For example, the Embalse nuclear power plant in Argentina uses a fission reactor to generate 2109 MWt of heat, which creates steam to drive a turbine, which generates 648 MWe of electricity. The difference is due to the inefficiency of steam-turbine generators and the limitations of the theoretical Carnot Cycle.

Confusion of watts, watt-hours, and watts per hour

The terms power and energy are frequently confused. Power is the rate at which energy is generated or consumed.

For example, when a light bulb with a power rating of 100W is turned on for one hour, the energy used is 100 watt-hours (W•h), 0.1 kilowatt-hour, or 360 kJ. This same amount of energy would light a 40-watt bulb for 2.5 hours, or a 50-watt bulb for 2 hours. A power station would be rated in multiples of watts, but its annual energy sales would be in multiples of watt-hours. A kilowatt-hour is the amount of energy equivalent to a steady power of 1 kilowatt running for 1 hour, or 3.6 MJ.

Terms such as watts per hour are often misused.[17] Watts per hour properly refers to the change of power per hour. Watts per hour (W/h) might be useful to characterize the ramp-up behavior of power plants. For example, a power plant that reaches a power output of 1 MW from 0 MW in 15 minutes has a ramp-up rate of 4 MW/h. Hydroelectric power plants have a very high ramp-up rate, which makes them particularly useful in peak load and emergency situations.

Major energy production or consumption is often expressed as terawatt-hours for a given period that is often a calendar year or financial year. One terawatt-hour is equal to a sustained power of approximately 114 megawatts for a period of one year.

The watt second is a unit of energy, equal to the joule. One kilowatt-hour is 3,600,000 watt-seconds. The watt-second is used, for example, to rate the energy storage of flash lamps used in photography.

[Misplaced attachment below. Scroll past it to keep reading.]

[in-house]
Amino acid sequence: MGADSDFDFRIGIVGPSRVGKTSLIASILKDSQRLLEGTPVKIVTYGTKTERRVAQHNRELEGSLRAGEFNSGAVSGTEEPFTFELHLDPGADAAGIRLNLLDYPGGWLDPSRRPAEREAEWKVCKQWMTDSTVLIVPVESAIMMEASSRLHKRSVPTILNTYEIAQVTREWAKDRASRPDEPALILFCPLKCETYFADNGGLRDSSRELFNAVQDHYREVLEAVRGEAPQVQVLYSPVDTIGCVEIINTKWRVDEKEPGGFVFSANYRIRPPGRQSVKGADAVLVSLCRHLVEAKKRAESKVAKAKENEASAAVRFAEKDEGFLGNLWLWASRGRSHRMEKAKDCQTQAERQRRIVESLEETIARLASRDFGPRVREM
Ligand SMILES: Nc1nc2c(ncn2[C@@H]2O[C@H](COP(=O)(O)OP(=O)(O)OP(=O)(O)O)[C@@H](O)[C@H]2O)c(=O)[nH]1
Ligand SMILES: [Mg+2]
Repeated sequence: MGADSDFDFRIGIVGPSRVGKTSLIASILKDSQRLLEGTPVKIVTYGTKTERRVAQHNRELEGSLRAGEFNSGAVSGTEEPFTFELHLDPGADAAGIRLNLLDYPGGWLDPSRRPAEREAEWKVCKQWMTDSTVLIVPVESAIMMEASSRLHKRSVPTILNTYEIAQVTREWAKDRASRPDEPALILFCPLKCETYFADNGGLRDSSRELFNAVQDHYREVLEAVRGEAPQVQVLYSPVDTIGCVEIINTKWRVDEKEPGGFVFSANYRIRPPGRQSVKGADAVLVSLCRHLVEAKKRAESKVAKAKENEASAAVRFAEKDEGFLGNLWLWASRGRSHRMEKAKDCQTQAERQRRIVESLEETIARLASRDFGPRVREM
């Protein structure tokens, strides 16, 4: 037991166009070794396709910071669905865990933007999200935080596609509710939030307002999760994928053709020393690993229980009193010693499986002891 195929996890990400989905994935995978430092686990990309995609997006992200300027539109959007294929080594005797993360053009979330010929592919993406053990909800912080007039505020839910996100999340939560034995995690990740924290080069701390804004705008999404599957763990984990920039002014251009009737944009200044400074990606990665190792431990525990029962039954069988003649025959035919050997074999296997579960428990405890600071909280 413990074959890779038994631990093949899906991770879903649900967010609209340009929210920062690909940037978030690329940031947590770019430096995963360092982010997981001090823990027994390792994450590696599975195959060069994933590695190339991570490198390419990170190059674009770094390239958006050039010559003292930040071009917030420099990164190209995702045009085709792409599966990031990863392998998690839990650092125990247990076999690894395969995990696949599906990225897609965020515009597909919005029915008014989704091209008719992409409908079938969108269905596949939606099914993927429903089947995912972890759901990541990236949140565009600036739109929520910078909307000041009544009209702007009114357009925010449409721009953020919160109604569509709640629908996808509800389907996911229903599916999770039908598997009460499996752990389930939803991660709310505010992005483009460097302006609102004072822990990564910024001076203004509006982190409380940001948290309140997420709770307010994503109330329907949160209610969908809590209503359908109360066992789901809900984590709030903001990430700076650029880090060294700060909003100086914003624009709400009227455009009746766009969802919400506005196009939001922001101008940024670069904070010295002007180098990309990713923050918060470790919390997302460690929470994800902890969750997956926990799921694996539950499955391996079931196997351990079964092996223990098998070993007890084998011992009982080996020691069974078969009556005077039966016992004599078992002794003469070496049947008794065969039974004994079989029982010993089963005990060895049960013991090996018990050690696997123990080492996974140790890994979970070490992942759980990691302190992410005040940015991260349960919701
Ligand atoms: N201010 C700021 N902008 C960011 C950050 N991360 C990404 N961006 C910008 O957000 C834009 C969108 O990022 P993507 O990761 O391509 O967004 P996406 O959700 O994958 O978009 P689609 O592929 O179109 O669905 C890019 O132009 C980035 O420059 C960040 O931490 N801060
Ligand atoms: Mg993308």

See also


  1. ^ 'Megawatt electrical' and 'megawatt thermal' are not SI units, Thompson and Taylor 2008, Guide for the Use of the International System of Units (SI), NIST Special Publication SP811. The International Bureau of Weights and Measures states that unit symbols should not use subscripts to provide additional information about the quantity being measured, and regards these symbols as incorrect. International Bureau of Weights and Measures. (2006). The International System of Units (SI). 132.


  1. ^ Eugene A. Avallone et. al, (ed), Marks' Standard Handbook for Mechanical Engineers 11th Edition , Mc-Graw Hill, New York 2007 ISBN 0-07-142867-4 page 9-4
  2. ^ See examples in "Parkers for the smarter car buyer". Parkers. http://www.parkers.co.uk/. Retrieved 2011-08-10. 
  3. ^ Bye-Bye Batteries: Radio Waves as a Low-Power Source
  4. ^ Trudy Stetzler, Neeraj Magotra, Pedro Gelabert, Preethi Kasthuri, Sridevi Bangalore. "Low-Power Real-Time Programmable DSP Development Platform for Digital Hearing Aids". Datasheet Archive. http://www.datasheetarchive.com/datasheet-pdf/019/DSA00333218.html. Retrieved 8 February 2010. 
  5. ^ "The Physics Factbook". http://hypertextbook.com/facts/2003/BoiLu.shtml. Retrieved 17 February 2009. 
  6. ^ "Typical domestic energy consumption figures". Ofgem. 18 January 2011. http://www.ofgem.gov.uk/Media/FactSheets/Documents1/domestic%20energy%20consump%20fig%20FS.pdf. Retrieved 11 November 2011. 
  7. ^ "2007–2008 Information Digest, Appendix A". Nuclear Regulatory Commission. 2007. http://www.nrc.gov/reading-rm/doc-collections/nuregs/staff/sr1350/v19/sr1350v19.pdf. Retrieved 27 January 2008. 
  8. ^ "China's Shanxi to face 5-6 GW power shortage by yr-end-paper". Reuters. 11 November 2010. http://in.reuters.com/article/idINTOE6AA0AD20101111. 
  9. ^ "Not on my beach, please". The Economist. 19 August 2010. http://www.economist.com/node/16846774. 
  10. ^ "Chiffres clés". Electrabel. 2011. http://www.electrabel.com/whoarewe/nuclear/keyfigures_doel.aspx.